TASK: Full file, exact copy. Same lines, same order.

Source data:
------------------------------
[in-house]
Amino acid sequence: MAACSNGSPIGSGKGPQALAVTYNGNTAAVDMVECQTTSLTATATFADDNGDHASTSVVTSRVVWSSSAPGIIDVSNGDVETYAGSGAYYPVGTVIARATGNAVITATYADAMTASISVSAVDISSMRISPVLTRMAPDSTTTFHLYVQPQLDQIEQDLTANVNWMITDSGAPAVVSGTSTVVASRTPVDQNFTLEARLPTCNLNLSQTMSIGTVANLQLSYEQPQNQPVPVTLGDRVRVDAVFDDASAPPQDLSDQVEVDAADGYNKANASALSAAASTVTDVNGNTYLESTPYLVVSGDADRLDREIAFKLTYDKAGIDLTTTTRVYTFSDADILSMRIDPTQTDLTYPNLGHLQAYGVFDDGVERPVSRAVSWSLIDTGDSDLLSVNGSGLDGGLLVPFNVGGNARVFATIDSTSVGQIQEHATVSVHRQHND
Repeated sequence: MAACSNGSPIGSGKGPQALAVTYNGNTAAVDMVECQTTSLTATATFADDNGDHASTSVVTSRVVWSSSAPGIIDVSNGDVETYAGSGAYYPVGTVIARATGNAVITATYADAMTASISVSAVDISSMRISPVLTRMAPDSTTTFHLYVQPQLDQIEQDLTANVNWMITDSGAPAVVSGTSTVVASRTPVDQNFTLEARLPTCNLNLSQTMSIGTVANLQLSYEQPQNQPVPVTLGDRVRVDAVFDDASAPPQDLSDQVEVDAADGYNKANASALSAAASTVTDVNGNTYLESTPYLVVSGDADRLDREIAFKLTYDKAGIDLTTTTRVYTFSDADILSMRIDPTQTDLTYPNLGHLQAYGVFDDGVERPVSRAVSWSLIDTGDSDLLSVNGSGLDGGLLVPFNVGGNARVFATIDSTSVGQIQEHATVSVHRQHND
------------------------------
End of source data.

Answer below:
[in-house]
Amino acid sequence: MAACSNGSPIGSGKGPQALAVTYNGNTAAVDMVECQTTSLTATATFADDNGDHASTSVVTSRVVWSSSAPGIIDVSNGDVETYAGSGAYYPVGTVIARATGNAVITATYADAMTASISVSAVDISSMRISPVLTRMAPDSTTTFHLYVQPQLDQIEQDLTANVNWMITDSGAPAVVSGTSTVVASRTPVDQNFTLEARLPTCNLNLSQTMSIGTVANLQLSYEQPQNQPVPVTLGDRVRVDAVFDDASAPPQDLSDQVEVDAADGYNKANASALSAAASTVTDVNGNTYLESTPYLVVSGDADRLDREIAFKLTYDKAGIDLTTTTRVYTFSDADILSMRIDPTQTDLTYPNLGHLQAYGVFDDGVERPVSRAVSWSLIDTGDSDLLSVNGSGLDGGLLVPFNVGGNARVFATIDSTSVGQIQEHATVSVHRQHND
Repeated sequence: MAACSNGSPIGSGKGPQALAVTYNGNTAAVDMVECQTTSLTATATFADDNGDHASTSVVTSRVVWSSSAPGIIDVSNGDVETYAGSGAYYPVGTVIARATGNAVITATYADAMTASISVSAVDISSMRISPVLTRMAPDSTTTFHLYVQPQLDQIEQDLTANVNWMITDSGAPAVVSGTSTVVASRTPVDQNFTLEARLPTCNLNLSQTMSIGTVANLQLSYEQPQNQPVPVTLGDRVRVDAVFDDASAPPQDLSDQVEVDAADGYNKANASALSAAASTVTDVNGNTYLESTPYLVVSGDADRLDREIAFKLTYDKAGIDLTTTTRVYTFSDADILSMRIDPTQTDLTYPNLGHLQAYGVFDDGVERPVSRAVSWSLIDTGDSDLLSVNGSGLDGGLLVPFNVGGNARVFATIDSTSVGQIQEHATVSVHRQHND